Abide, till I have told the message which I have.
She stayd, and foorth Duessa gan proceede
O thou most auncient Grandmother of all,
More old then Jove, whom thou at first didst breede,
Or that great house of Gods cælestiall,
Which wast begot in Daemogorgons hall,
And sawst the secrets of the world unmade,
Why suffredst thou thy Nephewes deare to fall
With Elfin sword, most shamefully betrade?
Lo where the stout Sansjoy doth sleepe in deadly shade.
And him before, I saw with bitter eyes
The bold Sansfoy shrinke underneath his speare;
And now the pray of fowles in field he lyes,
Nor wayld of friends, nor layd on groning beare,^
That whylome was to me too dearely deare.
O what of Gods^ then boots it to be borne,
If old Aveugles sonnes so evill heare?
Or who shall not great Nightes children scorne,
When two of three her Nephews are so fowle forlorne?
Up then, up dreary Dame, of darknesse Queene,
Go gather up the reliques of thy race,
Or else goe them avenge, and let be seene,
That dreaded Night in brightest day hath place,
And can the children of faire light deface.
Her feeling speeches some compassion moved
In hart, and chaunge in that great mothers face:
Yet pittie in her hart was never proved
Till then: for evermore she hated, never loved.
And said, Deare daughter rightly may I rew
The fall of famous children borne of mee,
And good successes,^ which their foes ensew:
But who can turne the streame of destinee,
Or breake the chayne^ of strong necessitee,
Which fast is tyde to Joves eternall seat?
The sonnes of Day he favoureth, I see,
And by my ruines thinkes to make them great:
To make one great by others losse, is bad excheat.^
Yet shall they not escape so freely all;
For some shall pay the price of others guilt:
And he the man that made Sansfoy to fall,
Shall with his owne bloud^ price that he has spilt.
But what art thou, that telst of Nephews kilt?
I that do seeme not I, Duessa am,
(Quoth she) how ever now in garments gilt,
And gorgeous gold arrayd I to thee came;
Duessa I, the daughter of Deceipt and Shame.
Then bowing downe her aged backe, she kist
The wicked witch, saying; In that faire face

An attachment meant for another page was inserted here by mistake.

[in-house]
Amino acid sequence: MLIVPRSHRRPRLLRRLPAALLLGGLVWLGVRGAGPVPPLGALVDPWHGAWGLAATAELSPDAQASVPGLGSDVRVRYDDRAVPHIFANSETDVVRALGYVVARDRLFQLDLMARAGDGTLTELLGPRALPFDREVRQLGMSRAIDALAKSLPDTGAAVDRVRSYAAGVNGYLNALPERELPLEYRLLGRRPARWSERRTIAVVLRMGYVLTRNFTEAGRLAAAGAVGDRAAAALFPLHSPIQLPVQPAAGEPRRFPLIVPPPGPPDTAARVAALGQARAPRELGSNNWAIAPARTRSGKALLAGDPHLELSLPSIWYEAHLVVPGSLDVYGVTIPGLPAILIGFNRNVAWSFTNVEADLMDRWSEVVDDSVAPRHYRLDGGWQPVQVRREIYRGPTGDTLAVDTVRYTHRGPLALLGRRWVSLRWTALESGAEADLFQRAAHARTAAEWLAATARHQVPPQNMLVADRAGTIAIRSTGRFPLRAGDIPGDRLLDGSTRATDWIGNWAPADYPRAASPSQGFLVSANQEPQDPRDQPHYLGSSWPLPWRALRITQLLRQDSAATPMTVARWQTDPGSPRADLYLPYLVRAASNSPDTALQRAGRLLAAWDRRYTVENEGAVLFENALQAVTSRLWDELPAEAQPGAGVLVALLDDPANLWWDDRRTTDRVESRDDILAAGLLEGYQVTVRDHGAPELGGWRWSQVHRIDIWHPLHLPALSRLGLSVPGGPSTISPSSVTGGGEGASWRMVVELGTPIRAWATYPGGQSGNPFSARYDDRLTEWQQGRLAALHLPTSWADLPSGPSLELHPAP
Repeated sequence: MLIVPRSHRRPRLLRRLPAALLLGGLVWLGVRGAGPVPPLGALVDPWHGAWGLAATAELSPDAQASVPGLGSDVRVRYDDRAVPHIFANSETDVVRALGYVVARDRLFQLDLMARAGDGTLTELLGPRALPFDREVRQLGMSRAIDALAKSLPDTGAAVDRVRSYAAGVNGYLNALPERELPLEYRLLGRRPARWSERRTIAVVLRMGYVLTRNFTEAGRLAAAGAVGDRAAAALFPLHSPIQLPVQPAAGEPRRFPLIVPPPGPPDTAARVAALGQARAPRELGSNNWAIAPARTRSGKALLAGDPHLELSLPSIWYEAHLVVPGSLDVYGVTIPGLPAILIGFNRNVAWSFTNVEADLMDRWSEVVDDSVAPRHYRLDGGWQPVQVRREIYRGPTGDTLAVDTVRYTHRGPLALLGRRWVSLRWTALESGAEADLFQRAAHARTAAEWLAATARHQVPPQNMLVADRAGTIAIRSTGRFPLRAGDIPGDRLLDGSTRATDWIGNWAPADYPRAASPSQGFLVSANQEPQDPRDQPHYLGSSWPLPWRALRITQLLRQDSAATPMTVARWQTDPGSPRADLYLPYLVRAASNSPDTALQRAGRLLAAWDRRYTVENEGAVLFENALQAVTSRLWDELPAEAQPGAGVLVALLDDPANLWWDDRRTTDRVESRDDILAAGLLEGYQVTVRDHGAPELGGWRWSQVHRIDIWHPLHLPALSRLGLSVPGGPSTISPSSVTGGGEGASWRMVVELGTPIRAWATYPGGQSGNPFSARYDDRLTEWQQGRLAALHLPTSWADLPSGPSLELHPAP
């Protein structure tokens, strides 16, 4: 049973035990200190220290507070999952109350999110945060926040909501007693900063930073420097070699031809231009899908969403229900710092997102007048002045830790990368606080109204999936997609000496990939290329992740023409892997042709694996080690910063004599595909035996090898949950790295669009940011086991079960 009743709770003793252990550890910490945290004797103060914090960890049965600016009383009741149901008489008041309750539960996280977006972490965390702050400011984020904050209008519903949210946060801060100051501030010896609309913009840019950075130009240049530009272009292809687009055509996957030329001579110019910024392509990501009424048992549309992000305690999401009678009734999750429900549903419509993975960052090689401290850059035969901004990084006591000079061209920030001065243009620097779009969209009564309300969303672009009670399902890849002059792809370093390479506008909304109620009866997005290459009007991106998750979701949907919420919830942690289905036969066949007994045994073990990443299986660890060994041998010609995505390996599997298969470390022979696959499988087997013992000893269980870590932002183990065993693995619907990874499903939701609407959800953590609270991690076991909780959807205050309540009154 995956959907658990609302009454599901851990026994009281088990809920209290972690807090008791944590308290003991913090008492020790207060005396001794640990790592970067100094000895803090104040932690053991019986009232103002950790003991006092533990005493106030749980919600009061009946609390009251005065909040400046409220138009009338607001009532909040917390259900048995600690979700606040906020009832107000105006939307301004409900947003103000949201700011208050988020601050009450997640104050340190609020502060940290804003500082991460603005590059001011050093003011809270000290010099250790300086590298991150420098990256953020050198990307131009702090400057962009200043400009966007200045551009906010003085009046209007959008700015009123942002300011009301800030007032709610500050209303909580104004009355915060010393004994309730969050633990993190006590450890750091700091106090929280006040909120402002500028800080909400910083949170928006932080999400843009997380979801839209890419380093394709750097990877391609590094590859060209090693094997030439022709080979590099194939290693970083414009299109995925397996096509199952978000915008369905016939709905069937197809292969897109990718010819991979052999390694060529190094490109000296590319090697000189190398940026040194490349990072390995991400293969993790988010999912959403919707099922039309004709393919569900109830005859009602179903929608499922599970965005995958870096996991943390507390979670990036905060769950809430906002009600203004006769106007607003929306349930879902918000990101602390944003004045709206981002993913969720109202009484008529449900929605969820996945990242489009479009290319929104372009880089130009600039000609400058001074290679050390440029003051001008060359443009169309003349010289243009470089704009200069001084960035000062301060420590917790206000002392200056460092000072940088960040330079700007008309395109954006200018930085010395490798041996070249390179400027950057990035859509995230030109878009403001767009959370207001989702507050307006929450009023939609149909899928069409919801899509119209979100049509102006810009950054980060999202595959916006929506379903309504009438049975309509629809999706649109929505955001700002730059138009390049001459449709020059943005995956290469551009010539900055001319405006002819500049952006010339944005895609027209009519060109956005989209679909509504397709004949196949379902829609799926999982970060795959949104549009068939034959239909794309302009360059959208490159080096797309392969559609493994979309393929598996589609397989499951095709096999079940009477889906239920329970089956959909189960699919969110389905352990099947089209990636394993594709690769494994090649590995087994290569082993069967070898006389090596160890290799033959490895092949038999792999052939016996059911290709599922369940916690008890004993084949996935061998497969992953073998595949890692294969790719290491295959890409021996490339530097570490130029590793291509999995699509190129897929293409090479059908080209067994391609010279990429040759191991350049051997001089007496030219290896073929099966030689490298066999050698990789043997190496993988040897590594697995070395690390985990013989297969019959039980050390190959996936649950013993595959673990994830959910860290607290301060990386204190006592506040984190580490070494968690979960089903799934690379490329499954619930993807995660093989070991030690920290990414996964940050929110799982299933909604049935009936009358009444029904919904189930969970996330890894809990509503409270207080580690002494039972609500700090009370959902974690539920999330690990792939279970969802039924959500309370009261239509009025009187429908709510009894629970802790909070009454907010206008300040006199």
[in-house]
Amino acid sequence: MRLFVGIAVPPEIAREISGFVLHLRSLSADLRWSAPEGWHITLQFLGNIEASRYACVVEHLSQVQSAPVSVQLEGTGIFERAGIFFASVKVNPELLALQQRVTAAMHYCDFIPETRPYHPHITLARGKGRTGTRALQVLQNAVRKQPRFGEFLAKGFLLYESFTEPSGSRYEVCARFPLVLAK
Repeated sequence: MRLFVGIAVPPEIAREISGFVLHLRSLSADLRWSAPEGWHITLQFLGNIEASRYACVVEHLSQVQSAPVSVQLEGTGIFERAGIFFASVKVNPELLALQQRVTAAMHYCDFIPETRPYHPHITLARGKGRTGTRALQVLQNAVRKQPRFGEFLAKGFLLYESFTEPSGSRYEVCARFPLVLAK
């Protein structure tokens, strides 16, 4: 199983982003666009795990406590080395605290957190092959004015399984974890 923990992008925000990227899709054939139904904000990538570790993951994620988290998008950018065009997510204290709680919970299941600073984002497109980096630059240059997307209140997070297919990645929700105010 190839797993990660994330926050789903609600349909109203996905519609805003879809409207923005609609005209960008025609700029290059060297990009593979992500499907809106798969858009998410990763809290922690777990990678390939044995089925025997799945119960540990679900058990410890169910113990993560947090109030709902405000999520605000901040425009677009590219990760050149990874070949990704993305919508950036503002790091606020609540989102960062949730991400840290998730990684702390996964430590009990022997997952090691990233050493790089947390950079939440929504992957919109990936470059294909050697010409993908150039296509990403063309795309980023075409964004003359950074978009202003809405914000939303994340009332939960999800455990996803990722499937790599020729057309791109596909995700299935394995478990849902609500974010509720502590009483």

The false resemblance of Deceipt I wist
Did closely lurke; yet so true-seeming grace
It carried, that I scarce in darkesome place
Could it discerne, though I the mother bee
Of falshood, and roote of Duessaes race.
O welcome child, whom I have longd to see,
And now have seene unwares. Lo now I go with thee.
Then to her yron wagon she betakes,
And with her beares the fowle welfavourd witch:
Through mirkesome aire her readie way she makes.
Her twyfold Teme, of which two blacke as pitch,
And two were browne, yet each to each unlich,
Did softly swim away, ne ever stampe,
Unlesse she chaunst their stubborne mouths to twitch;
Then foming tarre, their bridles they would champe,
And trampling the fine element would fiercely rampe.
So well they sped, that they be come at length
Unto the place, whereas the Paynim lay,
Devoid of outward sense, and native strength,
Coverd with charmed cloud from vew of day
And sight of men, since his late luckelesse fray.
His cruell wounds with cruddy bloud congeald
They binden up so wisely, as they may,
And handle softly, till they can be healed:
So lay him in her charet close in night concealed.
And all the while she stood upon the ground,
The wakefull dogs did never cease to bay,^
As giving warning of th' unwonted sound,
With which her yron wheeles did them affray,
And her darke griesly looke them much dismay:
The messenger of death, the ghastly Owle^
With drery shriekes did also her bewray;
And hungry Wolves continually did howle,
At her abhorred face, so filthy and so fowle.
Thence turning backe in silence soft they stole,
And brought the heavie corse with easie pace
To yawning gulfe of deepe Avernus hole.^
By that same hole an entrance darke and bace
With smoake and sulphure hiding all the place,
Descends to hell: there creature never past,
That backe returned without heavenly grace;
But dreadfull Furies which their chaines have brast,
And damned sprights sent forth to make ill men aghast.
By that same way the direfull dames doe drive
Their mournefull charet, fild with rusty blood,
And downe to Plutoes house are come bilive:
Which passing through, on every side them stood